Open Access

Sex differences in the relative contribution of social and clinical factors to the Health Utilities Index Mark 2 measure of health-related quality of life in older home care clients

  • Colleen J Maxwell1, 2, 3Email author,
  • Jian Kang1,
  • Jennifer D Walker4,
  • Jenny X Zhang1,
  • David B Hogan1, 2,
  • David H Feeny3, 5, 6, 7 and
  • Walter P Wodchis8, 9
Health and Quality of Life Outcomes20097:80

https://doi.org/10.1186/1477-7525-7-80

Received: 2 May 2009

Accepted: 2 September 2009

Published: 2 September 2009

Abstract

Background

The heterogeneity evident among home care clients highlights the need for greater understanding of the clinical and social determinants of multi-dimensional health-related quality of life (HRQL) indices and of potential sex-differences in these determinants. We examined the relative contribution of social and clinical factors to HRQL among older home care clients and explored whether any of the observed associations varied by sex.

Methods

The Canadian-US sample included 514 clients. Self-reported HRQL was measured during in-home interviews (2002-04) using the Health Utilities Index Mark 2 (HUI2). Data on clients' sociodemographic, health and clinical characteristics were obtained with the Minimum Data Set for Home Care. The relative associations between clients' characteristics and HUI2 scores were examined using multivariable linear regression models.

Results

Women had a significantly lower mean HUI2 score than men (0.48, 95%CI 0.46-0.50 vs. 0.52, 0.49-0.55). Clients with distressed caregivers and poor self-rated health exhibited significantly lower HRQL scores after adjustment for a comprehensive list of clinical conditions. Several other factors remained statistically significant (arthritis, psychiatric illness, bladder incontinence, urinary tract infection) or clinically important (reported loneliness, congestive heart failure, pressure ulcers) correlates of lower HUI2 scores in adjusted analyses. These associations generally did not vary significantly by sex.

Conclusion

For females and males, HRQL scores were negatively associated with conditions predictive or indicative of disability and with markers of psychosocial stress. Despite sex differences in the prevalence of social and clinical factors likely to affect HRQL, few varied significantly by sex in their relative impact on HUI2 scores. Further exploration of differences in the relative importance of clinical and psychosocial well-being (e.g., loneliness) to HRQL among female and male clients may help guide the development of sex-specific strategies for risk screening and care management.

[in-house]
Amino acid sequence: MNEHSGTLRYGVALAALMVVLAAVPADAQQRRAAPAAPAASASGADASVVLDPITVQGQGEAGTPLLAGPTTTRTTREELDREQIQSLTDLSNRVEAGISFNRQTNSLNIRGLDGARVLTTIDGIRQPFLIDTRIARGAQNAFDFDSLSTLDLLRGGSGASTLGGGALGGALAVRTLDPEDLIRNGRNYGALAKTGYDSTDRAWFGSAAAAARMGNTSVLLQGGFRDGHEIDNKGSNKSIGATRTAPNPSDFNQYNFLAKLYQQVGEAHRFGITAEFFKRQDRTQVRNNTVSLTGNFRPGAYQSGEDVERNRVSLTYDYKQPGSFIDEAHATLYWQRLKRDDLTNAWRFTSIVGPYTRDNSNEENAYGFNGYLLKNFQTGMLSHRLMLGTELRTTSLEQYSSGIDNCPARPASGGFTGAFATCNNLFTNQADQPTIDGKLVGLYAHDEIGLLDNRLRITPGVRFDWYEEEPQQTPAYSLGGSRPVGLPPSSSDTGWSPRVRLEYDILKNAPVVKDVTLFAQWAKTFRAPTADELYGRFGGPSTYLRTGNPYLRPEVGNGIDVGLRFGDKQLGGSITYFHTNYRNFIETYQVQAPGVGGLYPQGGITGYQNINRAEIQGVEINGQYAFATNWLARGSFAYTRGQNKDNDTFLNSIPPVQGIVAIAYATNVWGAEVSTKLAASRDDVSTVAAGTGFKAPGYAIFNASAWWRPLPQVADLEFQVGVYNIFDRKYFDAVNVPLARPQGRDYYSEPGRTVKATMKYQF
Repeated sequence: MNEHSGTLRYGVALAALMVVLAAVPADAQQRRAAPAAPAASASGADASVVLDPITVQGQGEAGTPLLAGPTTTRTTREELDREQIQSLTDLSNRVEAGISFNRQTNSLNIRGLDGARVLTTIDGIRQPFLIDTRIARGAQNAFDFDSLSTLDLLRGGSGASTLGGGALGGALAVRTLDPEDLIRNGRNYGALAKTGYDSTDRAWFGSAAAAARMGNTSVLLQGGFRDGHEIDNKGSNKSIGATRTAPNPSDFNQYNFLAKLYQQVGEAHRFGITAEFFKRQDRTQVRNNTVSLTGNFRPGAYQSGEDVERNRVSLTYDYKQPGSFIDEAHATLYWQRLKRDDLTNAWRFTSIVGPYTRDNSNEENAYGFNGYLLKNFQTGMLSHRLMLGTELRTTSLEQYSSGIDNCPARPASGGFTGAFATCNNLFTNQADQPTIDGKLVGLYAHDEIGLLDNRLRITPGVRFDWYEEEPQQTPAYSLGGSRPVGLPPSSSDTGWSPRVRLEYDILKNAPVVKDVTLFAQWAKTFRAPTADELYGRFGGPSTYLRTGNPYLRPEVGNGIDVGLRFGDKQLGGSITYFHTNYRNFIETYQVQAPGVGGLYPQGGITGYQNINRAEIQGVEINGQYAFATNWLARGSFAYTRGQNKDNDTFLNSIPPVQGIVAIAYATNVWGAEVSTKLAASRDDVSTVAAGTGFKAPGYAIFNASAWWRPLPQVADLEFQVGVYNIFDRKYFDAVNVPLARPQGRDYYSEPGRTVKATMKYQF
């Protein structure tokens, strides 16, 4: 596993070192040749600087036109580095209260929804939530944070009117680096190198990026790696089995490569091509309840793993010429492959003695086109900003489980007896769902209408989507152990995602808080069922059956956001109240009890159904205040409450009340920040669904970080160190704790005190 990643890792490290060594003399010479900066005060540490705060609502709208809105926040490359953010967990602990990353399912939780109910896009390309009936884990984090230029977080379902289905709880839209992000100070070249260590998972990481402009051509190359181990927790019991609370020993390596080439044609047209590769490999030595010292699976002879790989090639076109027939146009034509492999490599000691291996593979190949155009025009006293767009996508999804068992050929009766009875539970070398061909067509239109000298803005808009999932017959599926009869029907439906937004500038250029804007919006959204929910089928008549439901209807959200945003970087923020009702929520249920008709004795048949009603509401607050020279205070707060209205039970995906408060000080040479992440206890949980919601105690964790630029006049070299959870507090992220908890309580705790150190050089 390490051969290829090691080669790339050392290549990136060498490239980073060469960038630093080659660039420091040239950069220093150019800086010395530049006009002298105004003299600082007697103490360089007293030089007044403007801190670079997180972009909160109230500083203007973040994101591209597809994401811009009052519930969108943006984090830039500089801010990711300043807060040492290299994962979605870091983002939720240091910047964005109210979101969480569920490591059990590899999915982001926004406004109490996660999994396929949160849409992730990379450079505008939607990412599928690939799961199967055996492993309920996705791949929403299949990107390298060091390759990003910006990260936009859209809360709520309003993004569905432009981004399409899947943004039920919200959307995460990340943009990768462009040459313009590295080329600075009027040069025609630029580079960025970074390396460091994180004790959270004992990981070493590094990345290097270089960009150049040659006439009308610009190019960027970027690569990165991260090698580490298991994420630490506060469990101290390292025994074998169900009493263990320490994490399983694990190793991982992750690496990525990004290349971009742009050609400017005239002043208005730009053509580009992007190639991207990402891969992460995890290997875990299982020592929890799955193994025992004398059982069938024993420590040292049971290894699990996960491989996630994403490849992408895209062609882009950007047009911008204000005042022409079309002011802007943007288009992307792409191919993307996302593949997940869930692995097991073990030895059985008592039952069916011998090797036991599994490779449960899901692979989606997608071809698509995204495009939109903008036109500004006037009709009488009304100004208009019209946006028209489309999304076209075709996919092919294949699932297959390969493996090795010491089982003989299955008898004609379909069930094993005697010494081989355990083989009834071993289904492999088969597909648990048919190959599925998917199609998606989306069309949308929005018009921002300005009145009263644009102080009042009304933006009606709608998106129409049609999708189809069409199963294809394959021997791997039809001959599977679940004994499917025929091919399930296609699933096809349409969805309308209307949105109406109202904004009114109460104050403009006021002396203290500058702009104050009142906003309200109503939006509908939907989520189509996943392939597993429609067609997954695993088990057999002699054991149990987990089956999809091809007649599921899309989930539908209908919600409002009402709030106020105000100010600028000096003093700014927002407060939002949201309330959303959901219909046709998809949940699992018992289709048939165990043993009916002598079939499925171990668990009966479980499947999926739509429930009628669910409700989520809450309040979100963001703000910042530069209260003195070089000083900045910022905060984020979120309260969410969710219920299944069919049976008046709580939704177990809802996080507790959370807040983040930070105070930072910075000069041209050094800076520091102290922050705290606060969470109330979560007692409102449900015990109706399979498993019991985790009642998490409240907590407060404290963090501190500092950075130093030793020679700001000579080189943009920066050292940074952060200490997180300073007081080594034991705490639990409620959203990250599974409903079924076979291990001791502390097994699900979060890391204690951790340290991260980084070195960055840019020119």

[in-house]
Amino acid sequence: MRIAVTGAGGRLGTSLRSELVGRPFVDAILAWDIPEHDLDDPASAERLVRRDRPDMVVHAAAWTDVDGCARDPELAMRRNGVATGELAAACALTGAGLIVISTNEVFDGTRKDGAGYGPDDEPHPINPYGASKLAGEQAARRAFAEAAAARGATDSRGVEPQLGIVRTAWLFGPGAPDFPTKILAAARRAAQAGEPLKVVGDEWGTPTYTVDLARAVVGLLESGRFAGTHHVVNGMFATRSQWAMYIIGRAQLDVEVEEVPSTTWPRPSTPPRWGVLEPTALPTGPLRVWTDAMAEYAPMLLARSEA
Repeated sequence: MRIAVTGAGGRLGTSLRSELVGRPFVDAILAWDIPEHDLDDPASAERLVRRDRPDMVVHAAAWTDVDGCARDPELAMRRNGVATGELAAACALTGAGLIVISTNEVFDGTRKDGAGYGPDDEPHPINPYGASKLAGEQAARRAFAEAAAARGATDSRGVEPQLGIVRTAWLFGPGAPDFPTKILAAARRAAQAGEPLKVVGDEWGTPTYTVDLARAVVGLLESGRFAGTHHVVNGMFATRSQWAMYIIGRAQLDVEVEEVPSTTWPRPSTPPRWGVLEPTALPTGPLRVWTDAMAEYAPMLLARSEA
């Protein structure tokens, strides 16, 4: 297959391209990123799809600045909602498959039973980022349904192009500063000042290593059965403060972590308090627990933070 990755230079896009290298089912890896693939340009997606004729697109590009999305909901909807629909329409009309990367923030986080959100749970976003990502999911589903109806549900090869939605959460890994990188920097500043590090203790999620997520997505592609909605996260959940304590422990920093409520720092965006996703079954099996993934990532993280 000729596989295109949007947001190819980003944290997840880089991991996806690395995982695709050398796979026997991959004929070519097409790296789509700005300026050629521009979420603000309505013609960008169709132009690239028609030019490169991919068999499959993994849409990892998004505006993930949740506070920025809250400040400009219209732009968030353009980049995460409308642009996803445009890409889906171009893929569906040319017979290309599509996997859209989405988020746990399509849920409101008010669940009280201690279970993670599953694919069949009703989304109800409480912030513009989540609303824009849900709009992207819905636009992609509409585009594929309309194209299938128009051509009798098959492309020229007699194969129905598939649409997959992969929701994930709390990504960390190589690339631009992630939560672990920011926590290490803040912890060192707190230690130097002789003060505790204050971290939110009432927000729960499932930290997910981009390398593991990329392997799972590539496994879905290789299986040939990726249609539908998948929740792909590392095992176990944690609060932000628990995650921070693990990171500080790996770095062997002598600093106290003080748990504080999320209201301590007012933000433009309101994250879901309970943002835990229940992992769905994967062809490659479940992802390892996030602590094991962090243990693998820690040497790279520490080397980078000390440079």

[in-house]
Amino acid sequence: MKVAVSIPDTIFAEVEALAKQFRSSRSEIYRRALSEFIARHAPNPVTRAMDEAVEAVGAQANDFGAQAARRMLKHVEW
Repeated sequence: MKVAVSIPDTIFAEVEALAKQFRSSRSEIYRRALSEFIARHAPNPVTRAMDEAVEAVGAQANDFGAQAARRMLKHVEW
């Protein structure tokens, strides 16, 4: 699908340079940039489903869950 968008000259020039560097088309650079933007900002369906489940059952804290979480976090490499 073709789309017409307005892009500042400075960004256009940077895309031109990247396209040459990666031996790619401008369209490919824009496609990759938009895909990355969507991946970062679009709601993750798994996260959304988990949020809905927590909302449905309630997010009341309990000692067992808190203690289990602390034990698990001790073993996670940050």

Background

Health-related quality of life (HRQL) represents an important construct in understanding the health status and outcomes of older home care clients [1] and ultimately, the cost-effectiveness of community-based services and interventions [2]. The measurement of HRQL provides clinicians and researchers the opportunity of comparing diverse populations through a single measure that captures capacity in multiple domains of health that are relevant to older populations [3]. The heterogeneous nature of this frail population requires that program and policy makers clearly understand the determinants of multi-dimensional indices of health [4] and appreciate the potential for sex-differences in these determinants relevant for targeted or individualized care planning.

Research has demonstrated the negative impact of prevalent chronic conditions and multi-morbidity on the HRQL of older and vulnerable patient populations [511]. These studies have identified a number of conditions associated with notable decrements in older individuals' HRQL including, a rthritis, heart failure, stroke, chronic obstructive pulmonary disease (COPD), urinary incontinence and mental health disorders. Despite some suggestion of sex differences in the strength of the associations between selected chronic diseases and HRQL indices [11, 12], current research has yet to provide a comprehensive analysis of sex differences specific to the older population, including those receiving community-based services.

Beyond clinical illness, few studies have explored the independent contribution of social factors to HRQL measures among older frail adults in the community. This is despite a well-developed theoretical and research basis on the importance of the social environment to several adverse health outcomes [1315]. Early findings on the relevance of social relationships to functional impairment (an important dimension of HRQL) illustrate both the complex nature of these associations and the importance of differentiating among the structural and functional components of social ties [16, 17]. A significant and independent association between "weak" social networks (e.g., having few friends and relatives, no confidant, little social integration) and lower scores on the mental [18] and physical [4] components of HRQL has been reported for women participating in the US Nurses' Health Study. A prospective study of this cohort also showed a lower risk for decline in mental health among older women living alone (vs. with a spouse), possibly reflecting their increased levels of social integration and engagement with friends, extended family and social groups [19, 20]. Recent cross-sectional population-based studies of community-residing older adults have found significant associations between infrequent contact with family and friends and lower scores on selected components of the SF-12 [21] and SF-36 measures of HRQL [22]. Although these findings persisted after adjusting for aggregate measures of comorbidity, the relative contribution and potential confounding effects of individual health conditions were not considered.